One57," a thousand-foot skyscraper in New York City. Dubbed "The Billionaire Building," its apartments afford unrivaled views of Central Park, sport solid marble bath tubs and have price tags that seemed to hover in the $19-million-apiece realm... or $90 million for a penthouse.
There was something weird in it. Why was I watching this show? Why did I keep watching it? Beyond or before the fact that I like human creativity and its applications, there was a sense that I should understand what was going on because this was, after all, a human endeavor and I too was human.
Maybe I should understand, but somehow I didn't. It was weird. I might understand heroin addicts or motorcycle enthusiasts or religious nut jobs, but this was somehow off my charts. Maybe I was supposed to feel greedy or diminished, but that wasn't it.
I kept waiting and waiting and waiting for ... something -- some way to assimilate and digest and connect.
The show went on and on ... a trip to Italy to assess the perfection of hunks and slabs of the 'finest' marble; a connection with an English company that made the 'finest' kitchens; the difficulties of installing the machinery that would keep the glass-everywhere windows clean.
It was all huge and assertive and gave meaning to the observation that "money is no object." This project was so opulent that it left opulence in the dust. It was the particular difficulties of bath tubs or ceiling tiles that filled out the story line. And one difficulty after another was overcome. It was a 'success,' but I was unsuccessful, somehow.
I kept waiting and waiting and waiting for ... something. Surely there had to be a punch line to this story, some resounding satisfaction, some pleasure, some joy, some something that would bring this life to this enclosed and self-referential exercise. I kept waiting for something and I didn't know what that something was. I could not avert my eyes: Dr. Frankenstein stitched and sewed and took enormous, attentive care and surely his creation would rise from the operating table at some point, wouldn't it?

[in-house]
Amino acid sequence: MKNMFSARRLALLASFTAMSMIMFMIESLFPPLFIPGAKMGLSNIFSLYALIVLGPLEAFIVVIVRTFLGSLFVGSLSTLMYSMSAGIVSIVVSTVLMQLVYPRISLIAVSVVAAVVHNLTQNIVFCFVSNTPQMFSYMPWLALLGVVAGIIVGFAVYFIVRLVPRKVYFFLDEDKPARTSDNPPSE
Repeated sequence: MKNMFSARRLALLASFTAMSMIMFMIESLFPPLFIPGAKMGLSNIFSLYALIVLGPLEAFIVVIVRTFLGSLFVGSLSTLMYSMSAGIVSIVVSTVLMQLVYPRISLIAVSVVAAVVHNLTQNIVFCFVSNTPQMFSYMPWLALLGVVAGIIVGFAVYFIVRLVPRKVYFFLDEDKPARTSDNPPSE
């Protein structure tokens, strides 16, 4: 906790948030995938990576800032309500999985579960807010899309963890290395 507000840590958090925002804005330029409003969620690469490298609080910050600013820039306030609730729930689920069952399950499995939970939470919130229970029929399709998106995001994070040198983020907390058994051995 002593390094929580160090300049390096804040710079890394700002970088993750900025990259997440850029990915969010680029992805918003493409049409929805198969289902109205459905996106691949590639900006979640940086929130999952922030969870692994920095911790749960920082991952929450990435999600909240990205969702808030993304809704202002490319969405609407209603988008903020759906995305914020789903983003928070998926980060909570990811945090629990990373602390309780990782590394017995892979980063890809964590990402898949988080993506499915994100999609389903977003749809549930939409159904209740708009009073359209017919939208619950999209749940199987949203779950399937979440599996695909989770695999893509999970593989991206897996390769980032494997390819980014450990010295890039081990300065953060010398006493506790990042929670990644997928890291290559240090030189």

I could feel my own social commentaries hovering in the background -- the obscene amounts of money spent while others went hungry or uneducated or were left medically bereft. I could hear the nattering of the Occupy Wall Street pickets pointing out income disparities. I could hear the social outrage I might employ in other times, but I was like a deer in the headlights -- frozen, trying to understand the mind of this creation ... and I couldn't. Literally couldn't. If I could understand, then, later, I would decide if I liked or disliked it, use it as some moralistic fodder, or simply reconfigure it for my own biased satisfaction. But I was left empty-handed.
This was like watching "The Walking Dead" ... it looked human and I was human and yet the humanity was somehow disturbingly elusive. What was I waiting for? What circuitry did I lack that left me unable to connect with a human endeavor? It felt weird -- not good or bad, just weird.
By the end of the video, I collapsed or surrendered or something. There were things I was incapable of knowing and I was forced to come up with facile conclusions: This was wealth without class; this was the latest version of the upstart American women who went to England and married their wealth to the prestige of a nobility that was flat broke after World War I. This was ... facile... facile... facile.
It was facile because, infusing the scene like smog in Beijing or scentless nerve gas on the battle front, there was the gently pressing sadness of what I was waiting for.
I was waiting for love.
I was waiting for the flaw that soars the human heart.
Surely there must be some hint, even within the detritus of egregious and obscene spending, that someone actually loved something. My mind begged for this foothold and found no purchase. It was not a criticism. It was a sadness. So much effort, so much care, so much creativity ... and Dr. Frankenstein's creation lay lifeless on the table.
Smooth, well-educated, well-heeled, creatively endowed ... and lifeless.
It was beyond hell in my mind. It was worse by far -- an unspeakable heaven.
But that's just the way I felt it. There's no telling someone else to love something but I could wistfully wish: A heroin addict, a motorcycle enthusiast, a religious nut job ... rise up and love something; grab a bit of peace.
Maybe money and power and control are OK. I'll never know -- it just strikes me as dead men walking through a desolate and desolating land.